Chicago winters are infamous for their brutality, with the kind of bone-chilling freeze and face-slapping wind that induces fear amongst even the hardiest, most rugged humans. January and February — the depths of winter — are when Chicagoans can expect piles of snow, “black ice” (dangerous sheets of ice that slick streets and fool pedestrians and cars into skids), and Arctic winds plummeting temperatures into the negative zone.
Except … that didn’t happen this year.
The winter of 2017 will go down in history as the first in 146 years of weather data collection that there were no recorded estimates of snow on the ground in January and February. That’s huge: It not only means temperatures never fell enough to alter rain into flakes of snow, but that the ground was never cold enough to support snow cover.
In fact, the winter of 2017 has been outright balmy, with stretches of 70-degree days that incited people to showcase their pasty legs in shorts, residents scooping up ice cream and hitting the golf course and jogging outside — all in a time of year where the last thing any rational human would want to do is be outside.
It’s not only cause for concern, but also definitive proof that climate change is happening, worrisomely fast and furious.
Meteorologist Tom Skilling told the Chicago Tribune that this isn’t necessarily the way Chicago winters will be going forward, calling 2017’s “non-linear.” He did, however, blame climate change for the bizarre spring-like feel.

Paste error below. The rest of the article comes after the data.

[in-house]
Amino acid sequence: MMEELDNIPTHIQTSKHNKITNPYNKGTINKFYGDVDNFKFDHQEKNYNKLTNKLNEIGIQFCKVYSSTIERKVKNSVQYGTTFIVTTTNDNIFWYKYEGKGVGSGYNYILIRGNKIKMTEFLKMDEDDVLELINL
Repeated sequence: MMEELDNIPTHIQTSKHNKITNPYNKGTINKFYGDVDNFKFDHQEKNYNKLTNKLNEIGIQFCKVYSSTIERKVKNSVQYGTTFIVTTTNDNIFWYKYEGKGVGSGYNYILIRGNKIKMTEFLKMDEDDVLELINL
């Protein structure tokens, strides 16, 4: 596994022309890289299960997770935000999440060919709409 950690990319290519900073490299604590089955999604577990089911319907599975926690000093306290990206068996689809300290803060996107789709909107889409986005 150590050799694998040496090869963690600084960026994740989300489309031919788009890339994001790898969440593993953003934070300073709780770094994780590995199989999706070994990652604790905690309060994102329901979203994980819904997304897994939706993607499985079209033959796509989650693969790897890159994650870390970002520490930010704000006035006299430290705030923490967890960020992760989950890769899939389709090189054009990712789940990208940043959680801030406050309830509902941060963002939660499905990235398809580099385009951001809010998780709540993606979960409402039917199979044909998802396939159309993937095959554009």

January and February flew by without measurable snowfall. And if patterns hold up, Skilling doesn’t foresee March having much — if any — snowfall. “Warm as it’s been, we’re not out of the period where it’s inconceivable to have snow,” Skilling cautioned. “The rain shower in the morning could turn into snow in the afternoon.”
But it’s not out of range for 2017 to potentially be the year Chicago skipped winter.
That might be a pleasant surprise for Chicagoans who normally hibernate during the freezing stretch of winter, but climatologists have expressed concern about the spike in warmth. Warmer temperatures mean plants are budding early, kicking off the plant growth cycle a full two months earlier than they should be.
“The biggest issue is because it’s been so warm all through the winter, it’s really encouraging the trees and shrubs and perennials to come out a little bit too early for their own good,” Jim Angel, a climatologist with the Illinois State Water Survey, told the Tribune. “For example, we might have fruit trees that might be in dormancy right now, leaf out and their buds will start to swell and open and that makes them highly vulnerable to frost later on.”
That’s something to keep in mind and worth repeating: Just because there hasn’t been any snow on the ground the past couple months doesn’t rule out a debilitating frost that could alter normal springtime migration and agricultural patterns. In plain English, that means that spring produce could spike in price, roadkill goes up with confused animals seeking food that’s just not there yet, and a drought could take hold later in the summer. There’s a social impact, too, with gun violence in America’s most violent city booming.
So for anyone thanking their lucky stars that this winter was a mild one, maybe don’t. And for anyone thinking it’s just a quirk, it’s important to remember that a snowless winter in the Midwest just fucked up a series of time-honored natural cycles that are sure to reverberate beyond the Second City in 2017 and beyond.Photos via Getty Images / Scott Olson, Flickr / gregorywass